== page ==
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Flashcards in Week 5: Lexical Storage Deck (27)
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1

Define: LEXICAL STORAGE

How words are stored in the mind in relation to each other

2

Define: LEXICAL RETRIEVAL

How we reach (or find) a word when we need it

3

Define: NETWORK

A series of connections - Words are linked by a network of forms and meanings, so the things we store are connected

4

What are the two types of RETRIEVAL?

- Selection
- Phonological encoding

5

What are the 4 types of WORD RELATION?

- Derivation
- Co-ordination
- Collocation
- Similar Form

6

Define: COLLOCATION

When two words appear together frequently in everyday speech e.g. salt and pepper, fish and chips

7

Define: SIMILAR FORM

- Homophony (sound similar)
- Homography (orthographically similar)

8

What are the 4 SENSE RELATIONS?

- Synonymy
- Meronymy
- Antonymy
- Hyponymy

9

Define: SYNONYMY

Words that are similar in meaning, but are still contrastive and also can be swapped for one another

10

What are the 4 types of WORD RELATION?

- Derivation
- Co-ordination
- Collocation
- Similar Form

11

Define: HYPONYMY

A word whose semantic field is included with that of another word e.g. apple, fruit

12

Define: COMPLEMENTARY ANTONYMS

Semantically opposite, but where one applies, the other cannot e.g. day, night

13

Define: GRADABLE ANTONYMS

Semantically opposite, but they lie on ends of a scale e.g. big, small

14

Define: ACTIVATION

The key to lexical retrieval and involves access and recognition

15

What is COHORT THEORY?

- The basic idea is that human speech is comprehension is achieved by processing incoming speech continuously as it's heard
- All words that begin with the first letter of the target word are activated, which creates a cohort, and this continues with each sound until the 'recognition point', which consists of a single word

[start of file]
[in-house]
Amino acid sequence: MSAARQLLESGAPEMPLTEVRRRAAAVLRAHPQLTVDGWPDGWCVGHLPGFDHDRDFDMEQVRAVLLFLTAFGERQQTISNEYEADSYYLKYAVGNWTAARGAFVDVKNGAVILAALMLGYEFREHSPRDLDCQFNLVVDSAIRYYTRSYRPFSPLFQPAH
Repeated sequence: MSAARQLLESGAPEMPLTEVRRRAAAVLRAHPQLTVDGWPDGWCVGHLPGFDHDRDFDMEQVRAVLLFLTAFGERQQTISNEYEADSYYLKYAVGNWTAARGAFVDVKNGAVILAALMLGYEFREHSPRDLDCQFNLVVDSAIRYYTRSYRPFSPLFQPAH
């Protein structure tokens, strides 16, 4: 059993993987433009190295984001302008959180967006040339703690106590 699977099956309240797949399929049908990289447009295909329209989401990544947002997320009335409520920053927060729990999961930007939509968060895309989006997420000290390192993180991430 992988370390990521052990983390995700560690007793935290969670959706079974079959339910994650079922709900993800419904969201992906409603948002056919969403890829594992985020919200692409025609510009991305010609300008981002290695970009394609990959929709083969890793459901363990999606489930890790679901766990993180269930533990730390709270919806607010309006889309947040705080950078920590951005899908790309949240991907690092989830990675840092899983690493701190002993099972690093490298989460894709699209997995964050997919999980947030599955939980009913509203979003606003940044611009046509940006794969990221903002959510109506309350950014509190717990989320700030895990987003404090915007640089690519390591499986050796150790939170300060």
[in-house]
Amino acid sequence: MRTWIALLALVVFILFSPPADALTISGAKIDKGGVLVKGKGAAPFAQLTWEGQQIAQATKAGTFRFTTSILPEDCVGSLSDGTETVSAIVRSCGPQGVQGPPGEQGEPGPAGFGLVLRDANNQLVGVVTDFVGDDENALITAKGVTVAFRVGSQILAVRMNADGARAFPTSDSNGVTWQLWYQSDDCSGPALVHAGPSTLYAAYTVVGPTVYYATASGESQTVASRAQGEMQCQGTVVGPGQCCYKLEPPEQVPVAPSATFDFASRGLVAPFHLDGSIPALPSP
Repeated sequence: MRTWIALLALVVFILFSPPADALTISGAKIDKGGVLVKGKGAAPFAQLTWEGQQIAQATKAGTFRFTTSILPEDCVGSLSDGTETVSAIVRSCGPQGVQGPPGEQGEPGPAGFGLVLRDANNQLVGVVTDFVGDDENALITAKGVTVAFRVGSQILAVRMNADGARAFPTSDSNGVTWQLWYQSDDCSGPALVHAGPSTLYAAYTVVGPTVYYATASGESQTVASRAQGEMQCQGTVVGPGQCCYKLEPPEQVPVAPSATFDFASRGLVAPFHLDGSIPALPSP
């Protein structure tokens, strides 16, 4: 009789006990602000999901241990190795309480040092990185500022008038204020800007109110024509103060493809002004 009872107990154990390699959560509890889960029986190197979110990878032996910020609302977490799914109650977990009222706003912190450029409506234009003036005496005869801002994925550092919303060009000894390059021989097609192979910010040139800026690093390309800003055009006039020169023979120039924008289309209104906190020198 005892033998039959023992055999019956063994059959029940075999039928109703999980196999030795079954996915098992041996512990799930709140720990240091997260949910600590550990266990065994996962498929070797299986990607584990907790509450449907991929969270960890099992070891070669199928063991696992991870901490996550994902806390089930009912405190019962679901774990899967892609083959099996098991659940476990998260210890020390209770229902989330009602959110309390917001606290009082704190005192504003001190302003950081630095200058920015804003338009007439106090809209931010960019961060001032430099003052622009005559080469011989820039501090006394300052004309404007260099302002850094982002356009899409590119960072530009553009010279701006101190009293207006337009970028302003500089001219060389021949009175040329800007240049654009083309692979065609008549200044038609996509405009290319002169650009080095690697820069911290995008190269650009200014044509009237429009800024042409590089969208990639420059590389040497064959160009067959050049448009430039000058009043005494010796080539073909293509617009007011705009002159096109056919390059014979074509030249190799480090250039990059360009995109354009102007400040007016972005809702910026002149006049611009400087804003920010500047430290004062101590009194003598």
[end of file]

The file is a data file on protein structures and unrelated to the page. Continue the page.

16

Describe: NEURONS AND THE IMPORTANCE OF FREQUENCY

- When we activate a word, a neuron fires an impulse
- The higher the frequency of the word:
> the more often it needs to be activated
> the more often the neuron needs to fire
> the stronger the neuron
> the quicker the word is activated
- THUS - the higher the frequency of a word, the quicker the word is activated

17

Define: SEMANTIC PRIMING

It's easier to recognise a word if you have just seen one that's related in meaning e.g. BREAD and BUTTER

18

Define: FACILITATORY EFFECTS

Where processing is sped up e.g. BREAD and BUTTER

19

Define: INHIBITORY EFFECTS

Where processing is slowed down e.g. BREAD and CHAIR

20

What is SPREADING ACTIVATION THEORY?

- The idea is that activation (like an electrical impulse) runs along the connections that link the words in our minds
- When we see or hear a word, it ‘triggers off’ a reaction, which ‘lights up’ words which have close connections to the stem word
- Thus, those words are more readily available to us if we need them

21

What can evidence from SLIPS OF THE TONGUE show about lexical access and retrieval?

It can show how words are stored and accessed in the mental lexicon.
- If two things are similar to each other and are involved in the same level of processing, they'll either assist or interfere with each other, but if unrelated there will be no effect

22

Define: SLIPS OF THE TONGUE

'Errors' of speech production

23

Define: DERIVATION

One word is derived from another, maintaining a semantic connection e.g. HAPPY, UNHAPPY

24

Define: CO-ORDINATION

Refers to two words that appear together a lot, and are often, but not always, collocations

25

Define: COLLOCATION

Where two words co-occur more often than would be expected by chance, which = higher frequency and strengthening of neural pathways

26

Define: SIMILAR FORM

- Homophony (similar phonological features)
- Homography (similar orthographic features)

27

Define: MERONYMY

Refers to the relationship between a whole and its constituent parts